In life, we are always seeking happiness.  In this pursuit, we identify that which will take us towards our goal and that which will take us away.  We seek happiness as individuals and as a part of society.   If we are all seeking the same end, and the facts of life are common to all, why do we have so many different paths and philosophies?  The answer, I believe is very simple – we look at striking a different balance between the individual and society and we look at life from different planes.  Life looks very different on the ground, 35,000 feet above the ground, and as seen from another vantage point in space.

Indian philosophers, like all others, have reflected this wide diversity of views in all its variants and interpretations.  Scholars can find examples of almost every philosophy in an ancient Indian text, ranging from occult, agnostic, atheistic, individualistic, materialistic beliefs to very abstract and sometimes utopian ideas that may seem far removed from reality and practicality.   Yet, between these extremes, the vast majority of Indian philosophers had a lot in common with minor differences in interpretation or explanation.  In the sections that follow, I have tried to explain my understanding of these widely accepted Indian Philosophies in the way that I have understood it.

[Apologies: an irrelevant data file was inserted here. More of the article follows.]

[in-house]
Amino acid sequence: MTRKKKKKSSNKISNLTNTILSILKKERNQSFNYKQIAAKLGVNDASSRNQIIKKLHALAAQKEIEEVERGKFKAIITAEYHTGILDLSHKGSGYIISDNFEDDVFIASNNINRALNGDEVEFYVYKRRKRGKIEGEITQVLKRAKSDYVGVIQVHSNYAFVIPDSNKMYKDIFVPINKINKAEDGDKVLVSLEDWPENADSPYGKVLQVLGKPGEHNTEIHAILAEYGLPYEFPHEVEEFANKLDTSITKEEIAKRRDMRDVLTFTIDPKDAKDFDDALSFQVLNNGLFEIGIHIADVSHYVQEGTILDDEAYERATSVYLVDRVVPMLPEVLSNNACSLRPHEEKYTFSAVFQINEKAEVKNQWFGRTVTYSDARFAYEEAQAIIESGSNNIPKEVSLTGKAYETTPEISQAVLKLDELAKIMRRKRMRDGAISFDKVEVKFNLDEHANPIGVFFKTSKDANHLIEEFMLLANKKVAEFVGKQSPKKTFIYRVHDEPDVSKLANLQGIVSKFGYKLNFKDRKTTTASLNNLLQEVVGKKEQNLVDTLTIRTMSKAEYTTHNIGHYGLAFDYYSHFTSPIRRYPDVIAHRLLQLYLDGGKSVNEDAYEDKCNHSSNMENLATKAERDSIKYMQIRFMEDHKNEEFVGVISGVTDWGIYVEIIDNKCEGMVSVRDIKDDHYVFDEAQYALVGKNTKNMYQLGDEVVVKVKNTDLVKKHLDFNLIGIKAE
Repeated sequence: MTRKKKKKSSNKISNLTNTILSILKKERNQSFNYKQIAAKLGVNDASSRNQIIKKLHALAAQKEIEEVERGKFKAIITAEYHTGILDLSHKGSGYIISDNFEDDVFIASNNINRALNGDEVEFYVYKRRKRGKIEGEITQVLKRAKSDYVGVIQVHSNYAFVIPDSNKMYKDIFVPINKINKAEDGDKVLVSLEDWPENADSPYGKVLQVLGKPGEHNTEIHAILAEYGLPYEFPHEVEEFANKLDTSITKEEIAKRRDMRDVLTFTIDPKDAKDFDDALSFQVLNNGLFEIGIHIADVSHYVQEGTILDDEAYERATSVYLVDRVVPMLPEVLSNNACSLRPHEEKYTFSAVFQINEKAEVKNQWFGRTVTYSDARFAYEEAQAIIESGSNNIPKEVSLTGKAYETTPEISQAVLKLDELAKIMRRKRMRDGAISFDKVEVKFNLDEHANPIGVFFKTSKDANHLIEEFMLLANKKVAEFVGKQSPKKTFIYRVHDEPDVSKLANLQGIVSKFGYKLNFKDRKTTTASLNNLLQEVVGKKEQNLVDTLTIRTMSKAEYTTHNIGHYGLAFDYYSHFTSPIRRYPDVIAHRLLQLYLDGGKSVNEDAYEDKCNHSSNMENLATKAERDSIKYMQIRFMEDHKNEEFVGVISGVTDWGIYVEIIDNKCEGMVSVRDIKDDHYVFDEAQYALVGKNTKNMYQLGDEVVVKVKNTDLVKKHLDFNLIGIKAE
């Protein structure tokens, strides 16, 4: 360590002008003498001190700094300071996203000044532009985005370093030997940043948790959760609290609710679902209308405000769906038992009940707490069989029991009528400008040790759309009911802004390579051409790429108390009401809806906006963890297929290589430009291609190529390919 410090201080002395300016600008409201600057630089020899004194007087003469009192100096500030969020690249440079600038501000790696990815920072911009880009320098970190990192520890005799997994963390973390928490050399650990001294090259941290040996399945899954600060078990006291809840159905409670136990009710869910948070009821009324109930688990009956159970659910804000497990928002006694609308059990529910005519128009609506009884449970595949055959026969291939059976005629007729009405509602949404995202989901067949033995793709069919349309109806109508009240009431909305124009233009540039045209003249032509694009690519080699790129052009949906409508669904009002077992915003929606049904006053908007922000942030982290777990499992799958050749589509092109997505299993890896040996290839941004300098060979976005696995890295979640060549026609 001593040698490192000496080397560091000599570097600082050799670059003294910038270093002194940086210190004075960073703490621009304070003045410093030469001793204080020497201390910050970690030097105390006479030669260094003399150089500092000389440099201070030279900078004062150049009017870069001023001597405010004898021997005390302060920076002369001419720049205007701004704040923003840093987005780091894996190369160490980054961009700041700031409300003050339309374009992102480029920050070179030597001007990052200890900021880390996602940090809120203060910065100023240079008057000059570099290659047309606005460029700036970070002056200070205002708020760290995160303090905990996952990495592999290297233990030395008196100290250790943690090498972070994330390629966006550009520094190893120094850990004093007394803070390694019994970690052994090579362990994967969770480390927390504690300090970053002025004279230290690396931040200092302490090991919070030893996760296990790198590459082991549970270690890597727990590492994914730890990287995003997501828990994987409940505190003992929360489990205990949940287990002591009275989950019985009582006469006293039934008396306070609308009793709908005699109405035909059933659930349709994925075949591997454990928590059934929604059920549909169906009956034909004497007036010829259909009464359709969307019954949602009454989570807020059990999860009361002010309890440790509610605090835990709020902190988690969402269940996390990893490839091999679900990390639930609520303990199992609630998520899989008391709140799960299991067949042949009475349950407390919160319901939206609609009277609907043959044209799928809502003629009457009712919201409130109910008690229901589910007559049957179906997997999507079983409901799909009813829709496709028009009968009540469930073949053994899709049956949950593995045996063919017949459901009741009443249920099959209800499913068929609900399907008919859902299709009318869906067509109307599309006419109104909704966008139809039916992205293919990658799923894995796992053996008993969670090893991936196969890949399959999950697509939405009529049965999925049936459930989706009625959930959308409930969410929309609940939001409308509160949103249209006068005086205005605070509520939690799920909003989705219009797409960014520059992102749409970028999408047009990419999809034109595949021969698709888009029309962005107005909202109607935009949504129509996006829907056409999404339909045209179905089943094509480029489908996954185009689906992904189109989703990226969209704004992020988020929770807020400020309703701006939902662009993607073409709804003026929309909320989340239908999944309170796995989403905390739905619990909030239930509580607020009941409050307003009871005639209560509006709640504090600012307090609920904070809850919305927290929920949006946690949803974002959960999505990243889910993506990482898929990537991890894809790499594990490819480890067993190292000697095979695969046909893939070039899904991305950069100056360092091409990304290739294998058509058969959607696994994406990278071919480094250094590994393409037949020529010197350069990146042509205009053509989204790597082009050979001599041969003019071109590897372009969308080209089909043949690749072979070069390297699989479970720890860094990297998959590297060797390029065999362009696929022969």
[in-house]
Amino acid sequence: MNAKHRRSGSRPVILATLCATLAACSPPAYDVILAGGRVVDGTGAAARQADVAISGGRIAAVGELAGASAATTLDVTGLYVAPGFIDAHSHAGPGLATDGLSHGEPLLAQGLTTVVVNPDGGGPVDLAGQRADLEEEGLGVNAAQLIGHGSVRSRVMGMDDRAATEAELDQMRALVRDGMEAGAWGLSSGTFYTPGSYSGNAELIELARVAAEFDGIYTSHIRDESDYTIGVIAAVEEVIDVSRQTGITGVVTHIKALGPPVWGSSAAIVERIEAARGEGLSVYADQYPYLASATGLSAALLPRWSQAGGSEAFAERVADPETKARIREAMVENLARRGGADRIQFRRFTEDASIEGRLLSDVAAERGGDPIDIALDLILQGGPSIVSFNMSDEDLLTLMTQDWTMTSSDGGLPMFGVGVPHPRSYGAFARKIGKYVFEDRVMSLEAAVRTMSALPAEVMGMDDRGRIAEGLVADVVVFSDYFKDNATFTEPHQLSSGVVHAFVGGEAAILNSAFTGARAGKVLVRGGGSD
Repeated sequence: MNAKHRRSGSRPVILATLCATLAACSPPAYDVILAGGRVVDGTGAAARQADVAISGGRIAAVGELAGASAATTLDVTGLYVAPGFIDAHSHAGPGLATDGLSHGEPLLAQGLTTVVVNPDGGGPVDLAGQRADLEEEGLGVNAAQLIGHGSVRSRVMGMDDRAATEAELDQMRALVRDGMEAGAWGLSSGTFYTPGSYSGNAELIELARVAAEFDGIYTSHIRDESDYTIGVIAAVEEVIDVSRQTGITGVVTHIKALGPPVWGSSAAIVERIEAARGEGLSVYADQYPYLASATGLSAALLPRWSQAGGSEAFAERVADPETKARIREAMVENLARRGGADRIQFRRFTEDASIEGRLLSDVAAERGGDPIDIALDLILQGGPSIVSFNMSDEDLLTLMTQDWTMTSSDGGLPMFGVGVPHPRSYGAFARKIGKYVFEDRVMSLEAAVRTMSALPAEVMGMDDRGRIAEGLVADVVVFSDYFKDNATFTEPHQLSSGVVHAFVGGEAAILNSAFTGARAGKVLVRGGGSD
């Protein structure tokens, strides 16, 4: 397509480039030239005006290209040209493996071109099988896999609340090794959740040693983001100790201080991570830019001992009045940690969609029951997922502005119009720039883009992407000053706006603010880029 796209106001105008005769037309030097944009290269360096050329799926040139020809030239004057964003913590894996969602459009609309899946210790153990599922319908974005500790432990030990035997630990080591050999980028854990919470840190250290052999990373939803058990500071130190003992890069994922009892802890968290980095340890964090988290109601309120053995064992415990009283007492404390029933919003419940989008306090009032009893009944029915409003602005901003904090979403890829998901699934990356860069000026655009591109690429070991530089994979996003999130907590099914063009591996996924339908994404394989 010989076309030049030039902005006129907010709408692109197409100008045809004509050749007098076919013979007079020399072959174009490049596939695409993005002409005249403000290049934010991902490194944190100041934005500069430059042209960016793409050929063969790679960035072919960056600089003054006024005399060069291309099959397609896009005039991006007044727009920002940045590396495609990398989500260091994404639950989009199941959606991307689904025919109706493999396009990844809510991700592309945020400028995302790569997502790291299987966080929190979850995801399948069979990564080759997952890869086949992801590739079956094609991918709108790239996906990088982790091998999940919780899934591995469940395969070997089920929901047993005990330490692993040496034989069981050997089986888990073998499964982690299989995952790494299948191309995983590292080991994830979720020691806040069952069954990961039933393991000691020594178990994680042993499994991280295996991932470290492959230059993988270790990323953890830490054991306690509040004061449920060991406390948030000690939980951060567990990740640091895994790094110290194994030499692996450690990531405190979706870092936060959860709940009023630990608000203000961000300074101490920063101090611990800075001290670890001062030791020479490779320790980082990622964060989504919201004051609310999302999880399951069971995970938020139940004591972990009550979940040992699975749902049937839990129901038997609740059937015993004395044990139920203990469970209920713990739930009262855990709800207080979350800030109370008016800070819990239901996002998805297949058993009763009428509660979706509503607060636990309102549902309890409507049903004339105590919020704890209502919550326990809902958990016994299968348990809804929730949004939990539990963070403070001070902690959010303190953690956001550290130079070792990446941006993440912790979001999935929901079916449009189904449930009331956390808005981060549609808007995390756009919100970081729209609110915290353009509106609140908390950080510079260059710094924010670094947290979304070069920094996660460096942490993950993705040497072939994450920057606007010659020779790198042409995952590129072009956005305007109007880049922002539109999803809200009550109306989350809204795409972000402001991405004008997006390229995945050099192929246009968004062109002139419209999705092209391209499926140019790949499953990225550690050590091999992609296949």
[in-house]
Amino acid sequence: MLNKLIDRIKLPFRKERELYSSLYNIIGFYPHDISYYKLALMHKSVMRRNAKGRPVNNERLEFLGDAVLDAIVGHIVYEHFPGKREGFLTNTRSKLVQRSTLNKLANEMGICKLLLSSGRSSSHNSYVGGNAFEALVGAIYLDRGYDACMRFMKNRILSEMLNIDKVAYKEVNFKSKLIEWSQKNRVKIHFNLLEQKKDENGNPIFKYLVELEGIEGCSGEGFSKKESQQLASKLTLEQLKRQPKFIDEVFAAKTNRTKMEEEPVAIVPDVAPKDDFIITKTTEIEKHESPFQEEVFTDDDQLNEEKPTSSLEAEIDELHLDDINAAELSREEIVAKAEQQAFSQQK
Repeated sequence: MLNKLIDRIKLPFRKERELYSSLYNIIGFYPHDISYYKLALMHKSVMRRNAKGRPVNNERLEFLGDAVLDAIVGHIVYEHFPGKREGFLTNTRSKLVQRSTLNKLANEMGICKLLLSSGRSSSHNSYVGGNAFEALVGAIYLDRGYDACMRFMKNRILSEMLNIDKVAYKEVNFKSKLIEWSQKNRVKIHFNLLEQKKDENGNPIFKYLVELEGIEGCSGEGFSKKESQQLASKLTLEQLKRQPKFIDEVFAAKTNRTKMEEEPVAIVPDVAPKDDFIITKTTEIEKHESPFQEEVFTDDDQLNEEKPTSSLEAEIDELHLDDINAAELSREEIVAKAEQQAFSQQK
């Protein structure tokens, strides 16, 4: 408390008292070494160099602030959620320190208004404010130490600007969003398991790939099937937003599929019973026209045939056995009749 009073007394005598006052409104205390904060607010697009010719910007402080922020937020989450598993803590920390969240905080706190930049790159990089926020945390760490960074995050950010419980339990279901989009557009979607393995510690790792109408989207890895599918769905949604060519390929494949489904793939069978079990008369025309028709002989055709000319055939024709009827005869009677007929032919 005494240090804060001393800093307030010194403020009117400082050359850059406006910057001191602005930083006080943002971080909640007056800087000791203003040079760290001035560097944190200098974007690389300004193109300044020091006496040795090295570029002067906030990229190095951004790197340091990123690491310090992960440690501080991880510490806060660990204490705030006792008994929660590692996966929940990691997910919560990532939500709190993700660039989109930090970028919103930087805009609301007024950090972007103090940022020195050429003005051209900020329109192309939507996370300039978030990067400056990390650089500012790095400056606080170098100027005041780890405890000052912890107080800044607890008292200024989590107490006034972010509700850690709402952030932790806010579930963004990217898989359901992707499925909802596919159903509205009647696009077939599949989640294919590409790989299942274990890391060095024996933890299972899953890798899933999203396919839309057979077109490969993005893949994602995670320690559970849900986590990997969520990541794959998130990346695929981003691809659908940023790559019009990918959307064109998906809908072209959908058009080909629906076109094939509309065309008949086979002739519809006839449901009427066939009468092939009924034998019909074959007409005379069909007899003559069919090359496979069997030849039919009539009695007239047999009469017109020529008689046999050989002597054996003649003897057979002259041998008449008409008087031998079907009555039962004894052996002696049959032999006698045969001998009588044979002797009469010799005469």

I have written on various aspects of these philosophies and tried to explain it as I would to a non-Indian – sticking to the basics and avoiding details where the different faiths differ in their emphasis or interpretation.  I have tried to explain the philosophies in terms that an analytical and scientific mind might relate to; and where possible I have tried to quote philosophers who have explained the interpretation I have included here.

Join me in this journey as I unravel explanations of ancient Indian philosophers and learn from their collective wisdom.  Hopefully, we can get a better understanding of our lives and the secret to lasting happiness.

4 Responses to Indian Philosophy

  1. Dr. Sunil Pevekar says:

    The fundamental truth cannot be explained. It has to be experienced. That is the first principle of Zen.

    • deepakhegde says:

      That is why religions differ. They tried to explain it! Choose any path. When you reach the destination, the route matters little.

  2. Dr. Sunil Pevekar says:

    Whether it is Hinduism, Buddhism, Jainism, Christianity or Islam. They all differ in their teachings. The only thing that they have in common is – Each one says believe me. Don’t believe anyone else. If you believe me, you will go to heaven. If you don’t believe me, you will suffer in hell.

    Why is this the (surprisingly) only thing that is common amongst all religions ??

    • deepakhegde says:

      I guess because all the great Philosophers to whom we attribute these great religions, have sought and found the same truth – Aham Brahmasmi . In addition, religions that originated in the sub-continent have the common underlying theme of Dharma, and similarly attempt to explain the attainment of emancipation.